In a blow to President Barack Obama, his Democratic allies in the House of Representatives voted Thursday to reject a compromise he reached with Republicans to avert a massive New Year’s tax hike.
Despite an unrelenting White House charm offensive, House Democrats declared behind closed doors, by voice vote, that the framework deal was unacceptable in its current form, ensuring it could not pass this year absent key changes.
“We will continue discussions with the president and our Democratic and Republican colleagues in the days ahead to improve the proposal before it comes to the House floor for a vote,” said Democratic House Speaker Nancy Pelosi.
At the White House, spokesman Robert Gibbs played down the rejection, saying the president shared some of his allies’ concerns, but predicted “I think at the end of the day this will get done.”
“If everybody took out what they didn’t like, we would have nothing. And we know the consequences of doing nothing,” he said, referring to the political price of letting taxes rise on all Americans come January 1.
Shortly before the vote, Obama warned that if lawmakers defeat the accord, “Americans will see it in smaller paychecks that will have the effect of fewer jobs” and urged approval of “this essential priority.”
In the deal, Obama agreed to extend tax cuts for the richest sliver of US earners for two years in return for doing the same for the middle-class while extending unemployment benefits for 13 months.
Many Democrats denounced the planned extension on income over 250,000 dollars for families and 200,000 for individuals as well as the way the deal rolls back the US estate tax on all but a tiny number of the very richest Americans, saying those funds could go to reduce the deficit.
In the US Senate, Democrats planned to introduce their own bill later in the day, including “some changes” to the compromise Obama reached with Republicans, according to a senior aide, who did not elaborate.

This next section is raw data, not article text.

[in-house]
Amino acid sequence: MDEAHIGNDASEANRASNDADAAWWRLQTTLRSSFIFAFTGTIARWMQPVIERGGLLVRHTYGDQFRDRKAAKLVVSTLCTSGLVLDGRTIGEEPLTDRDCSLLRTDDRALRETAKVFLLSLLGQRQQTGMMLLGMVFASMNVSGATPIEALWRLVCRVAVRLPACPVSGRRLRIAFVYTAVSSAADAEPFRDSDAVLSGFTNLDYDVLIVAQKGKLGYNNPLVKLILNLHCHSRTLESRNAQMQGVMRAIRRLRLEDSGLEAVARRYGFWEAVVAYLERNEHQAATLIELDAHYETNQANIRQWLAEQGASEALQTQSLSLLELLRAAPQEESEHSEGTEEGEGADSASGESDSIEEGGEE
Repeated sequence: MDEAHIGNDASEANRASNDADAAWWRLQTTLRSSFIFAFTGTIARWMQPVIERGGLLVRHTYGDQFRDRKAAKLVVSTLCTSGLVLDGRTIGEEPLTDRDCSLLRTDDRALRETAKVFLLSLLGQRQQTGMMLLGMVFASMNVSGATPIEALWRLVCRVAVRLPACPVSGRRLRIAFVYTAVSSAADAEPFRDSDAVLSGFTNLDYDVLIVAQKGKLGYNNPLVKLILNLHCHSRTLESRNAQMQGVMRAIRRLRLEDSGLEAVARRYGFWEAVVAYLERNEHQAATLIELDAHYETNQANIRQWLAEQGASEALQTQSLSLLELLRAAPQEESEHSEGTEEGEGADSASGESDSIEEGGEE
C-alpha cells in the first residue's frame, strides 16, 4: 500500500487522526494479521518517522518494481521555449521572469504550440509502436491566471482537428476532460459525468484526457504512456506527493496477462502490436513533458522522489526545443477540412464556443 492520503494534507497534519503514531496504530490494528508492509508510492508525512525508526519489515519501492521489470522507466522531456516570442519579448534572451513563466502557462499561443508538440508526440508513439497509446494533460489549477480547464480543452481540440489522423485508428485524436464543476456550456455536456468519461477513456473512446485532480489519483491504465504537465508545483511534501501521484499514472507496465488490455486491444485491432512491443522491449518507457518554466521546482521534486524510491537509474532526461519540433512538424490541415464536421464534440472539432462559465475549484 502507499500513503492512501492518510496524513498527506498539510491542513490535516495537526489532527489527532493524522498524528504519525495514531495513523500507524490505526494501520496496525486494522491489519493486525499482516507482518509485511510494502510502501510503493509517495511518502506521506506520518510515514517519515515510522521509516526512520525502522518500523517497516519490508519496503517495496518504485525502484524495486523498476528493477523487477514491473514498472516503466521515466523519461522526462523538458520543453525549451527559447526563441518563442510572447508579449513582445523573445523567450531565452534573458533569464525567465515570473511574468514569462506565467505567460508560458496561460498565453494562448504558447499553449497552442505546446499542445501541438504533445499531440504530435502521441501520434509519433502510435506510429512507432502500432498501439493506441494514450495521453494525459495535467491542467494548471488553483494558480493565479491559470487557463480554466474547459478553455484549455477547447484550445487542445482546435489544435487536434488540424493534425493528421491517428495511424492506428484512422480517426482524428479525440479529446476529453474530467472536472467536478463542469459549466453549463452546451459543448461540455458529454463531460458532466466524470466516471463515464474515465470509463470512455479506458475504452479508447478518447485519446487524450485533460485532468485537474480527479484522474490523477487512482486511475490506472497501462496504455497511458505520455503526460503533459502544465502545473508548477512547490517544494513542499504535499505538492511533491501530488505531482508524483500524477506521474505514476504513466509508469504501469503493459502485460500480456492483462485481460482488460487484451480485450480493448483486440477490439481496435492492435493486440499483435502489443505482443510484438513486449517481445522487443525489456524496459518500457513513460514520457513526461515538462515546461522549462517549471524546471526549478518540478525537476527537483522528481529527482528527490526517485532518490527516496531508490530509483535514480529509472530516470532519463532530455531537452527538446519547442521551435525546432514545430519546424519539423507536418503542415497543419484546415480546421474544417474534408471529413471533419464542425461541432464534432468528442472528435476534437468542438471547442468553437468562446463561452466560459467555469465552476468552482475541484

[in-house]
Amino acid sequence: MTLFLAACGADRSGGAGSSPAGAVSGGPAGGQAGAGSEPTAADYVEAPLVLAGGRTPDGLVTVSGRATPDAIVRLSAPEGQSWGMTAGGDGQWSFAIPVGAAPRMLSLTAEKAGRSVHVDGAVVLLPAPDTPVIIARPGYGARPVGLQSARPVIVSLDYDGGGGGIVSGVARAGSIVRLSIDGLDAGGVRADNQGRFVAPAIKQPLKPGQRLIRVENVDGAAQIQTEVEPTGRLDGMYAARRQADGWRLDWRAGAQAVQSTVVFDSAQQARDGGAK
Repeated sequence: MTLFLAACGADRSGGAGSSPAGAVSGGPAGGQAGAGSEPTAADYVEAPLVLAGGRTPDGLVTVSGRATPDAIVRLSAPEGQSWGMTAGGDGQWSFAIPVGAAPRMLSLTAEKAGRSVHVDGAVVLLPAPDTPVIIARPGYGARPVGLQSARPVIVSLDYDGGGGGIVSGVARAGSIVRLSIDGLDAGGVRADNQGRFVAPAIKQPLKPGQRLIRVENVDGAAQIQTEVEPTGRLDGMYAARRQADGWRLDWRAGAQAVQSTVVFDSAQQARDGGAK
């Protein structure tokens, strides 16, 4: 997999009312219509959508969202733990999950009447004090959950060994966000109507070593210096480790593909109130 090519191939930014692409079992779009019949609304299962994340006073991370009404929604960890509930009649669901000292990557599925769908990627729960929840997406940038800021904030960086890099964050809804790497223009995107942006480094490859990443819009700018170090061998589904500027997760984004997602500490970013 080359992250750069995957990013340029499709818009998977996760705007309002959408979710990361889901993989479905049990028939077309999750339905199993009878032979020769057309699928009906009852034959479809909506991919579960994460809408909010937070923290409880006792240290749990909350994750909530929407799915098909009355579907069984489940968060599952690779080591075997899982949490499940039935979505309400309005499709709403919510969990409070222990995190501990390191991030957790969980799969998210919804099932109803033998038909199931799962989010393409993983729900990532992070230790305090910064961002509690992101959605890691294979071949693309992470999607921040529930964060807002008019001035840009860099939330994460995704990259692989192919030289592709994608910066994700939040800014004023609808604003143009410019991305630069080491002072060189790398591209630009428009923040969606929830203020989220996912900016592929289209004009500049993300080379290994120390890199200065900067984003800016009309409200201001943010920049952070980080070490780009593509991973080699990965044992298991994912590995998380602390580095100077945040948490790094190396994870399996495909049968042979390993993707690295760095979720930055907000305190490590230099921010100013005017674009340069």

The White House and Republicans have resisted calls to change the deal, which would extend tax cuts enacted in 2001 and 2003 with a built-in January 1, 2011 expiration date when rates rise to their previous levels.
Obama had campaigned on letting the uppermost tax rates rise, and many Democrats, including some of the White House’s key allies, denounced the plan as an expensive and unnecessary surrender to Republicans.
“Do I think the president could have done that perhaps more vigorously? The answer is yes. Does my caucus think that’s the case? Yes,” Democratic House Majority Leader Steny Hoyer told MSNBC television.
“But in the final analysis, the president was confronted with the reality,” Hoyer said in a defense of the plan.
Democrats control 58 seats in the 100-member Senate, two shy of the 60 needed to overcome parliamentary delaying tactics, while all 42 Republicans have refused to budge.
“The president and the Congress are confronted with an increase in middle-income taxes if we continue to have gridlock, and no extension of unemployment insurance. Both of those will undermine the economy,” said Hoyer.
His comments came after the House of Representatives late last week voted 234-188, largely along party lines, to extend the middle-class tax cuts but let those that directly benefit only the uppermost US earners expire.
Copyright © 2010 AFP